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Peter Lorre, dir.- Fritz Lang

This is Fritz Lang’s first talking picture and he used some techniques that seem normal to us now, but were unusual at the time. He was an early innovator of the Noir genre because of this film. Film Noir is a style of movie that is usually crime-based, characterized by dark, shadowy cinematography, and often containing narration. In this case the “narration” is actually someone talking to someone else while they show flashback images of what the guy is talking about. The term “film noir” was coined in 1946, years after the style emerged.

Peter Lorre is amazing in this. People talk about underrated actors all the time but I don’t think Lorre was underrated. I think he was under-used and possibly under-loved. The problem with Lorre was that he didn’t have leading-man looks, so he never got leading-man parts. Lorre was actually a comedic song and dance man on the stage before acting in films and his brilliant performance in “M” set him on the road to playing creepy little guys most of his career. It would be nice to go back in time and fix it so his versatility was displayed more, but, as of yet, we have not discovered a way to time travel. If we had, I would have gone back and straightened Buster Keaton out about signing with MGM (a story for another time).

There are many things in the movie that I would love to discuss, but I don’t want to say very much to people who haven’t seen it. I will say that it’s about a maniacal serial killer terrorizing a town in Germany and the efforts to catch him. And now I’m done talking about that.

Maybe I should have said at the beginning, “Warning! Film is in German with English subtitles!” in case that’s something that scares you off. It shouldn’t. Aren’t we used to watching with subtitles by now, even when what we are watching is in our native language? Even if it’s just to understand something that an actor said that you had to rewind 3 times and still couldn’t get it, so you had to turn the captions on? And then you left the captions on in case it happened again? If you’ve never done that, it’s okay, after the initial “Ack, I have to read what they’re saying” thing passes, you get used to it. And Lang uses a lot of silence, so you don’t have to keep your eyes on captions all the time instead of looking at the actual screen. Really not a big deal.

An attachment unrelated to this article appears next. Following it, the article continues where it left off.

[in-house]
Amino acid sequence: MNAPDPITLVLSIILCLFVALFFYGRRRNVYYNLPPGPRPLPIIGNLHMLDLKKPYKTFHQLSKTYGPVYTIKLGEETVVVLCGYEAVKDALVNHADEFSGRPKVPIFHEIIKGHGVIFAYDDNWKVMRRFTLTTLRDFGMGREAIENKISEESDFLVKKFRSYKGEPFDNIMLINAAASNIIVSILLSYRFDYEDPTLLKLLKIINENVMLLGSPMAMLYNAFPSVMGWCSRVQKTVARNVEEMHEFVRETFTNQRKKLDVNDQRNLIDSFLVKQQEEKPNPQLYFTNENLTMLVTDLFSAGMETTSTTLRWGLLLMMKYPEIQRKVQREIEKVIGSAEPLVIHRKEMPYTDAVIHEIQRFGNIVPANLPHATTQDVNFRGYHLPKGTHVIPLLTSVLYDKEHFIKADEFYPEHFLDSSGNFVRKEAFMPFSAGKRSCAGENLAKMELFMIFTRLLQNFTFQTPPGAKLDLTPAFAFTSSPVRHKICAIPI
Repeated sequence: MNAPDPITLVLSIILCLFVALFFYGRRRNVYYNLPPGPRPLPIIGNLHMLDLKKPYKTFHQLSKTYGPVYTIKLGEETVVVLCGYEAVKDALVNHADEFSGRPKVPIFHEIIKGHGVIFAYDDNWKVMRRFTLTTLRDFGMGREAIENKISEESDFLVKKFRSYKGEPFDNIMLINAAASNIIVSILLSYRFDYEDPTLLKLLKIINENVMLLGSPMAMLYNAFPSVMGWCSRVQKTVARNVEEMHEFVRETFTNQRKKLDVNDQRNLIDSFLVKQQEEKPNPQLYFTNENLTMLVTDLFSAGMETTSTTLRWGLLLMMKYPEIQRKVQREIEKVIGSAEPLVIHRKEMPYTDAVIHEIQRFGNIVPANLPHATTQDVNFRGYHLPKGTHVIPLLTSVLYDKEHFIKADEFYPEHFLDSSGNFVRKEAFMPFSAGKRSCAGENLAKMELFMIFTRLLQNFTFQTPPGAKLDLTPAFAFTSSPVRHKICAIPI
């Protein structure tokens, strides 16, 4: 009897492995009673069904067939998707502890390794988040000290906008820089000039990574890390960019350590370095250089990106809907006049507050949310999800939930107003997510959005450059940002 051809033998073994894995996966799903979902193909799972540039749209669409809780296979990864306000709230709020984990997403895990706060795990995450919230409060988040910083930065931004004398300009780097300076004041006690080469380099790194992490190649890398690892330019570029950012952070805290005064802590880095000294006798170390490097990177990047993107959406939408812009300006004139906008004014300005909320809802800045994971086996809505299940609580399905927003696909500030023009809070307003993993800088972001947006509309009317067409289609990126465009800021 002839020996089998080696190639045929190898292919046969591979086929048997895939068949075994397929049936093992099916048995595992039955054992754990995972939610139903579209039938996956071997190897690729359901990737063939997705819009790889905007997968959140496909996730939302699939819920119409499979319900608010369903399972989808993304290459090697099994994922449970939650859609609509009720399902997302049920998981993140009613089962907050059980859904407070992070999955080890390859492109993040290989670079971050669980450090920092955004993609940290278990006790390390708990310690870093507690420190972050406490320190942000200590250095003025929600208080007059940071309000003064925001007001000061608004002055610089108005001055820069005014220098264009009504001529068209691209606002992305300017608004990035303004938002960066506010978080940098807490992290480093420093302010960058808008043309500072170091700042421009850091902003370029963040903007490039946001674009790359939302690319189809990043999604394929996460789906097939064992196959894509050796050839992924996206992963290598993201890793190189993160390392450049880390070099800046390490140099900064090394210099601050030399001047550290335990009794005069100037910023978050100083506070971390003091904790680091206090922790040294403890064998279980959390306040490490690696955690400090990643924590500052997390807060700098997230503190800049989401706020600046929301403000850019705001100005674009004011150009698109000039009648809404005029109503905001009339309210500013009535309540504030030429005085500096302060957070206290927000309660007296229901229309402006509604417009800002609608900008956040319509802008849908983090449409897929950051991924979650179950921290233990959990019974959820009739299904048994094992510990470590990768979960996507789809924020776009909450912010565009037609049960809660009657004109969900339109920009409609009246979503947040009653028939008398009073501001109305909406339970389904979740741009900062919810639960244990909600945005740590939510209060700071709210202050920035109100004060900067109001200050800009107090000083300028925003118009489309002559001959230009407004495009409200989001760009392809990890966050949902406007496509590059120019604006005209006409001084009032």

I can’t say Lorre is lovable and cuddly in this, but I can say I felt concern for him, just as Lang intended. Good job, Lang.

I read a lot about this film before and after seeing it. Lang says it’s his best. I agree with him, especially in comparison to “Metropolis”, the film he is most often associated with, which happens to be silent. Metropolis is visually stunning, the story is very good, but there are elements of the ridiculous in it (though I’m sure someone would take issue with me for saying so, I just laughed out loud at some of it). People who write about film like to talk about the symbolism in “M”. I know Lang was into symbolism, but I really think that people imagine symbolism when none is intended. I can’t factually know what symbols Lang was using and what they were representing unless Lang says so himself. One writer pointed out that there were a lot of shapes in this movie, suggesting that the shapes were somewhat representational of different sections of the movie, and that there were segues to transition from one shape to the next. He pointed out the use of circles, squares, rectangles, triangles and straight lines. What? No trapezoids? Maybe the absence of the trapezoid is the key to the whole subplot about shapes! Maybe this was something Lang intended, I don’t know, and maybe I’m just displaying my ignorance, but I don’t like picking things apart to this degree. Wasn’t the overall product good enough?

Anyway, it’s a film that is easily ahead of its time. It’s visually awesome, well written, well-acted and strongly recommended by my favorite person with opinions about movies, so you definitely need to watch it.

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One thought on “M (1931)

  1. Pingback: My Classic Movies

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